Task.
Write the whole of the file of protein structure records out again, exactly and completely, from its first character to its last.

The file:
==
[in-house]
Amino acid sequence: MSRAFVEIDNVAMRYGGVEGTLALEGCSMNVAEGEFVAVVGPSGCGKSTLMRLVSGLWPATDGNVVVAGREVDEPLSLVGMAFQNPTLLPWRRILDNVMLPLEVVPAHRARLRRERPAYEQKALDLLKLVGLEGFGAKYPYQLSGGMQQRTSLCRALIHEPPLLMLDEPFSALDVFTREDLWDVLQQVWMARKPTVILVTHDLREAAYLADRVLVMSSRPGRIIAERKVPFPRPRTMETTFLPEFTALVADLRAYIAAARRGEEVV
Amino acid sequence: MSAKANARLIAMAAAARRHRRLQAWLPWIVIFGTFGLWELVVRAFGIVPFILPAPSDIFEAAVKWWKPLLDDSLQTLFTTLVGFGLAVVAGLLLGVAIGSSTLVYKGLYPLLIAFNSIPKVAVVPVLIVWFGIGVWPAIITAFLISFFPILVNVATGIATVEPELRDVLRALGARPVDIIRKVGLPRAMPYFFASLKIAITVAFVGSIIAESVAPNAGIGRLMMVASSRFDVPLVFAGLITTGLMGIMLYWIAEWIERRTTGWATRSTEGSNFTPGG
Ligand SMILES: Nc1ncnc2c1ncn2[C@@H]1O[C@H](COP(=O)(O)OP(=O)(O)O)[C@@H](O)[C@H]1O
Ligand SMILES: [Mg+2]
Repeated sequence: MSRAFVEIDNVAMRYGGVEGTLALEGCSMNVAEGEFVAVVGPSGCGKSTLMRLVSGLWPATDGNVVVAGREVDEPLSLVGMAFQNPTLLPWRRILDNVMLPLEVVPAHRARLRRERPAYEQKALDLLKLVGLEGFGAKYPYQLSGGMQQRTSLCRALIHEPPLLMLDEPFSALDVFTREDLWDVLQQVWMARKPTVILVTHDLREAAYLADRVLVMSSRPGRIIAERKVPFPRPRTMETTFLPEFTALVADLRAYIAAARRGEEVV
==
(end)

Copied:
[in-house]
Amino acid sequence: MSRAFVEIDNVAMRYGGVEGTLALEGCSMNVAEGEFVAVVGPSGCGKSTLMRLVSGLWPATDGNVVVAGREVDEPLSLVGMAFQNPTLLPWRRILDNVMLPLEVVPAHRARLRRERPAYEQKALDLLKLVGLEGFGAKYPYQLSGGMQQRTSLCRALIHEPPLLMLDEPFSALDVFTREDLWDVLQQVWMARKPTVILVTHDLREAAYLADRVLVMSSRPGRIIAERKVPFPRPRTMETTFLPEFTALVADLRAYIAAARRGEEVV
Amino acid sequence: MSAKANARLIAMAAAARRHRRLQAWLPWIVIFGTFGLWELVVRAFGIVPFILPAPSDIFEAAVKWWKPLLDDSLQTLFTTLVGFGLAVVAGLLLGVAIGSSTLVYKGLYPLLIAFNSIPKVAVVPVLIVWFGIGVWPAIITAFLISFFPILVNVATGIATVEPELRDVLRALGARPVDIIRKVGLPRAMPYFFASLKIAITVAFVGSIIAESVAPNAGIGRLMMVASSRFDVPLVFAGLITTGLMGIMLYWIAEWIERRTTGWATRSTEGSNFTPGG
Ligand SMILES: Nc1ncnc2c1ncn2[C@@H]1O[C@H](COP(=O)(O)OP(=O)(O)O)[C@@H](O)[C@H]1O
Ligand SMILES: [Mg+2]
Repeated sequence: MSRAFVEIDNVAMRYGGVEGTLALEGCSMNVAEGEFVAVVGPSGCGKSTLMRLVSGLWPATDGNVVVAGREVDEPLSLVGMAFQNPTLLPWRRILDNVMLPLEVVPAHRARLRRERPAYEQKALDLLKLVGLEGFGAKYPYQLSGGMQQRTSLCRALIHEPPLLMLDEPFSALDVFTREDLWDVLQQVWMARKPTVILVTHDLREAAYLADRVLVMSSRPGRIIAERKVPFPRPRTMETTFLPEFTALVADLRAYIAAARRGEEVV